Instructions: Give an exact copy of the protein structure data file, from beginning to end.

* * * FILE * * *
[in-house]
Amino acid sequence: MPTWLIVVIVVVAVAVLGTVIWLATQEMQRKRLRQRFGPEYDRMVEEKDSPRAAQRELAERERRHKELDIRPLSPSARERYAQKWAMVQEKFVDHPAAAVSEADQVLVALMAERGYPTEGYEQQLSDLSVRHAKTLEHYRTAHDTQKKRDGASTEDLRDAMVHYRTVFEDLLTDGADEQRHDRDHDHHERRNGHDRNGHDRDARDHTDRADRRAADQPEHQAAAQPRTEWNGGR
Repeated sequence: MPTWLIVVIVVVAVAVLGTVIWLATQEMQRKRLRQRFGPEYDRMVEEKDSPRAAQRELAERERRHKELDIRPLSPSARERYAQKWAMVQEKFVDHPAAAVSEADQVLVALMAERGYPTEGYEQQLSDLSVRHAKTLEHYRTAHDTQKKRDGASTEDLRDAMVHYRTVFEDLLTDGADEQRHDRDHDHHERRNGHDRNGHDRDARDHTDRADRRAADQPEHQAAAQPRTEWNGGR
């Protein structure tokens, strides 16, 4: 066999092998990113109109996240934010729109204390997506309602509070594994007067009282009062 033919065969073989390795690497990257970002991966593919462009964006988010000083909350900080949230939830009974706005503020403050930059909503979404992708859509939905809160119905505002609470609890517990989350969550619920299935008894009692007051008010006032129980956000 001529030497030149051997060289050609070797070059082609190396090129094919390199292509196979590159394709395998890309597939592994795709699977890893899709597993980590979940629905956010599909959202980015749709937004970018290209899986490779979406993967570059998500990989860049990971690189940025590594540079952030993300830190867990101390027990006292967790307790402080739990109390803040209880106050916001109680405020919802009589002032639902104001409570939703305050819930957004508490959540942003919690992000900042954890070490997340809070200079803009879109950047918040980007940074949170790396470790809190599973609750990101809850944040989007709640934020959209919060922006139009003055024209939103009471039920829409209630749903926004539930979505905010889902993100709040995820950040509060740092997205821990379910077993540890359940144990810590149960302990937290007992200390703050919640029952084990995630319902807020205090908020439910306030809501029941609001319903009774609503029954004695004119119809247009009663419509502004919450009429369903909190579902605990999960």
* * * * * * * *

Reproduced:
[in-house]
Amino acid sequence: MPTWLIVVIVVVAVAVLGTVIWLATQEMQRKRLRQRFGPEYDRMVEEKDSPRAAQRELAERERRHKELDIRPLSPSARERYAQKWAMVQEKFVDHPAAAVSEADQVLVALMAERGYPTEGYEQQLSDLSVRHAKTLEHYRTAHDTQKKRDGASTEDLRDAMVHYRTVFEDLLTDGADEQRHDRDHDHHERRNGHDRNGHDRDARDHTDRADRRAADQPEHQAAAQPRTEWNGGR
Repeated sequence: MPTWLIVVIVVVAVAVLGTVIWLATQEMQRKRLRQRFGPEYDRMVEEKDSPRAAQRELAERERRHKELDIRPLSPSARERYAQKWAMVQEKFVDHPAAAVSEADQVLVALMAERGYPTEGYEQQLSDLSVRHAKTLEHYRTAHDTQKKRDGASTEDLRDAMVHYRTVFEDLLTDGADEQRHDRDHDHHERRNGHDRNGHDRDARDHTDRADRRAADQPEHQAAAQPRTEWNGGR
């Protein structure tokens, strides 16, 4: 066999092998990113109109996240934010729109204390997506309602509070594994007067009282009062 033919065969073989390795690497990257970002991966593919462009964006988010000083909350900080949230939830009974706005503020403050930059909503979404992708859509939905809160119905505002609470609890517990989350969550619920299935008894009692007051008010006032129980956000 001529030497030149051997060289050609070797070059082609190396090129094919390199292509196979590159394709395998890309597939592994795709699977890893899709597993980590979940629905956010599909959202980015749709937004970018290209899986490779979406993967570059998500990989860049990971690189940025590594540079952030993300830190867990101390027990006292967790307790402080739990109390803040209880106050916001109680405020919802009589002032639902104001409570939703305050819930957004508490959540942003919690992000900042954890070490997340809070200079803009879109950047918040980007940074949170790396470790809190599973609750990101809850944040989007709640934020959209919060922006139009003055024209939103009471039920829409209630749903926004539930979505905010889902993100709040995820950040509060740092997205821990379910077993540890359940144990810590149960302990937290007992200390703050919640029952084990995630319902807020205090908020439910306030809501029941609001319903009774609503029954004695004119119809247009009663419509502004919450009429369903909190579902605990999960």